Daily Briefs

WMU-Cooley Law professor speaks at National Creditors Bar Association conference


WMU Cooley Law School Professor Gary Bauer was a featured presenter at the National Creditors Bar Association’s annual conference in Nashville Tennessee.

During the October event, celebrating the association’s 25th anniversary, Bauer spoke about solo practitioner law firms and how accounting for the firm’s assets is important, during his presentation “Extract Value from Your Practice, Hire to Retire 1+1=3.”

“State bar associations are faced with appointing more and more receivers to close out practices posing for the family, clients, and all those involved with tremendous burdens,” said Bauer, who has been honored with the ABA Solo and Small Firm Trainer Award and State Bar of Michigan Outstanding Achievement Award.

Bauer explained the difficulties faced when attorneys leave their practice. “Ethically, you are required to have an exit strategy. Many solos and small firm lawyers leave real value on the table when they close out their practices.”

He noted that some attorneys do not have an exit strategy. “It is important to identify problems and develop a plan to extract value from your firm and leave your family an asset, not a liability.”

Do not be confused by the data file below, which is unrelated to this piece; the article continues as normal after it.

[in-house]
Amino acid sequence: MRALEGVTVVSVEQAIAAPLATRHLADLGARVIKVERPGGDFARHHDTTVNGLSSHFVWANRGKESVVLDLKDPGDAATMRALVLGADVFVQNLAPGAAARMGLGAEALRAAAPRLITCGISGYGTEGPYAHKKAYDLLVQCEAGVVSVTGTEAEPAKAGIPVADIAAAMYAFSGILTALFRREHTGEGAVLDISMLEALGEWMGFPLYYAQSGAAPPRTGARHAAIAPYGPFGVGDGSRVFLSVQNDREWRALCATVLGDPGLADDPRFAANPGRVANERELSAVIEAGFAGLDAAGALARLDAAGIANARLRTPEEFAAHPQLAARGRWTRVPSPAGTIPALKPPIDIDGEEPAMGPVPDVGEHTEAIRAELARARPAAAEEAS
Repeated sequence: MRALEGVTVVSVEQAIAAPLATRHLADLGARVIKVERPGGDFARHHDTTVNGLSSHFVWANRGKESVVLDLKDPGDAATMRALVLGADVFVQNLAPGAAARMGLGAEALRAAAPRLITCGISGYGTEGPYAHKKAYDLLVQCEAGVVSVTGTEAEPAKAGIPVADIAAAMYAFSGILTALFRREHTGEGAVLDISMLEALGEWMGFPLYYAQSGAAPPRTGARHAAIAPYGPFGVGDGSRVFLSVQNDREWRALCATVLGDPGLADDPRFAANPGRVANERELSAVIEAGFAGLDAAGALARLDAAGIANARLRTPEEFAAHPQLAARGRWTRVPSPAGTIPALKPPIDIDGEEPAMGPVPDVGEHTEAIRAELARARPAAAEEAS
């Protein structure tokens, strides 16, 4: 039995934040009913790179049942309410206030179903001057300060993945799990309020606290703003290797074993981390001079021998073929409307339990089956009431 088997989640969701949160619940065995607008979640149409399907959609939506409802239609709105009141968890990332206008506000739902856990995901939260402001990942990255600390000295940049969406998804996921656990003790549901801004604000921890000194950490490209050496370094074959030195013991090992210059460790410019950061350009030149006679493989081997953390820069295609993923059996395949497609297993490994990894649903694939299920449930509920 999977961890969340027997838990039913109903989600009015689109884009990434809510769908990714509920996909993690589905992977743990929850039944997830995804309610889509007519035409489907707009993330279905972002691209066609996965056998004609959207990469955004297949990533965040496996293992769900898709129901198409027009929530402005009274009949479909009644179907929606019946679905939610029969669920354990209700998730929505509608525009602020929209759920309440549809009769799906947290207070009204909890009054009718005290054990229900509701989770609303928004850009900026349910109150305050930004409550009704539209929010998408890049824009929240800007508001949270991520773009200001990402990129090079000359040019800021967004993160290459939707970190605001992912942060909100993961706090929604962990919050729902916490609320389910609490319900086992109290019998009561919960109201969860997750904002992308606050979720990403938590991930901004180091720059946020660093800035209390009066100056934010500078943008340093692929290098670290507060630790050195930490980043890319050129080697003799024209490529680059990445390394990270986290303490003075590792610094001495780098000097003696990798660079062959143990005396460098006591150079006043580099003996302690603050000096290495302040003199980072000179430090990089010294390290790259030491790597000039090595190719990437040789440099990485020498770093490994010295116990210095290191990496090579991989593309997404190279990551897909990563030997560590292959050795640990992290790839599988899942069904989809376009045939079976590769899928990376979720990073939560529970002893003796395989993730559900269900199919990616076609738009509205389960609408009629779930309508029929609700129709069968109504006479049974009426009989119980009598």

Bauer, who authored “Solo Lawyer B Design: A Plan for Success in Any Practice,” has expertise in estate planning, property descriptions, land use, Medicaid and Medicare, medical directives, and end of life decision making, teaches several clinical courses at WMU-Cooley’s Sixty Plus, Inc., Elderlaw Clinic. He is chair, General Practice Concentration, Secretary and Council Member, Law Practice Management Section of State Bar of Michigan.
 
 

Daughter’s life sentence upheld in attack on parents


PORT HURON, Mich. (AP) — The Michigan appeals court has affirmed the life sentence of a young woman from the state’s Thumb region who plotted to have her father killed in 2010.

Tia Skinner was a 17-year-old honors student in St. Clair County at the time. Her case reached the state Supreme Court last year when justices weighed whether juries should determine whether teens get no-parole sentences. The court said the power rests with trial judges.

The appeals court took another look at Skinner’s life sentence and affirmed it Tuesday.

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